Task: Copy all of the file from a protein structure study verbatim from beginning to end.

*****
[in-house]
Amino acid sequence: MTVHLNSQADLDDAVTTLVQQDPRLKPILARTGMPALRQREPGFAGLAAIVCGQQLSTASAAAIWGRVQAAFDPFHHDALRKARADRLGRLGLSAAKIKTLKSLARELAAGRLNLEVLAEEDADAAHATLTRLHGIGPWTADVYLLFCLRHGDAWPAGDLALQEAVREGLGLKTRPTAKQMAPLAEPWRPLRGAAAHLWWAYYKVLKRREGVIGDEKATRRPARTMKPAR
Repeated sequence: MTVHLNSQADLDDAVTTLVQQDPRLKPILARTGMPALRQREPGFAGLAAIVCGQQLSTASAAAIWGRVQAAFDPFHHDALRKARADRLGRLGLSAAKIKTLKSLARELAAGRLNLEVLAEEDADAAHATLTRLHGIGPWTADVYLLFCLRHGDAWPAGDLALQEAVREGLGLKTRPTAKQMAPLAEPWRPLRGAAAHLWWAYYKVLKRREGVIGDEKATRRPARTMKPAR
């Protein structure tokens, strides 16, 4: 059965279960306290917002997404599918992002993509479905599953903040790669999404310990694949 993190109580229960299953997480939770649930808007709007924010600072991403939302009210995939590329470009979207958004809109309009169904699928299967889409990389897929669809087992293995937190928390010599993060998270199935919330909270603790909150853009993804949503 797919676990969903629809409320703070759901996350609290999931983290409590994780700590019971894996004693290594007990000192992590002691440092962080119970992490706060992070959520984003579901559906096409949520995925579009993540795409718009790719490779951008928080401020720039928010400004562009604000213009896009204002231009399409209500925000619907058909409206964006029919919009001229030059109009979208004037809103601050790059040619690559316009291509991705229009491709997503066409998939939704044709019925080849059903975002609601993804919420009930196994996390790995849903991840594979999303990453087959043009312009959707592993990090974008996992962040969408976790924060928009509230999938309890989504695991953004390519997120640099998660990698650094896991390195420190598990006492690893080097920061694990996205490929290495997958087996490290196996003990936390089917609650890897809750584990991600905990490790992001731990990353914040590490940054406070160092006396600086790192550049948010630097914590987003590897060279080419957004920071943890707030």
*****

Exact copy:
[in-house]
Amino acid sequence: MTVHLNSQADLDDAVTTLVQQDPRLKPILARTGMPALRQREPGFAGLAAIVCGQQLSTASAAAIWGRVQAAFDPFHHDALRKARADRLGRLGLSAAKIKTLKSLARELAAGRLNLEVLAEEDADAAHATLTRLHGIGPWTADVYLLFCLRHGDAWPAGDLALQEAVREGLGLKTRPTAKQMAPLAEPWRPLRGAAAHLWWAYYKVLKRREGVIGDEKATRRPARTMKPAR
Repeated sequence: MTVHLNSQADLDDAVTTLVQQDPRLKPILARTGMPALRQREPGFAGLAAIVCGQQLSTASAAAIWGRVQAAFDPFHHDALRKARADRLGRLGLSAAKIKTLKSLARELAAGRLNLEVLAEEDADAAHATLTRLHGIGPWTADVYLLFCLRHGDAWPAGDLALQEAVREGLGLKTRPTAKQMAPLAEPWRPLRGAAAHLWWAYYKVLKRREGVIGDEKATRRPARTMKPAR
């Protein structure tokens, strides 16, 4: 059965279960306290917002997404599918992002993509479905599953903040790669999404310990694949 993190109580229960299953997480939770649930808007709007924010600072991403939302009210995939590329470009979207958004809109309009169904699928299967889409990389897929669809087992293995937190928390010599993060998270199935919330909270603790909150853009993804949503 797919676990969903629809409320703070759901996350609290999931983290409590994780700590019971894996004693290594007990000192992590002691440092962080119970992490706060992070959520984003579901559906096409949520995925579009993540795409718009790719490779951008928080401020720039928010400004562009604000213009896009204002231009399409209500925000619907058909409206964006029919919009001229030059109009979208004037809103601050790059040619690559316009291509991705229009491709997503066409998939939704044709019925080849059903975002609601993804919420009930196994996390790995849903991840594979999303990453087959043009312009959707592993990090974008996992962040969408976790924060928009509230999938309890989504695991953004390519997120640099998660990698650094896991390195420190598990006492690893080097920061694990996205490929290495997958087996490290196996003990936390089917609650890897809750584990991600905990490790992001731990990353914040590490940054406070160092006396600086790192550049948010630097914590987003590897060279080419957004920071943890707030």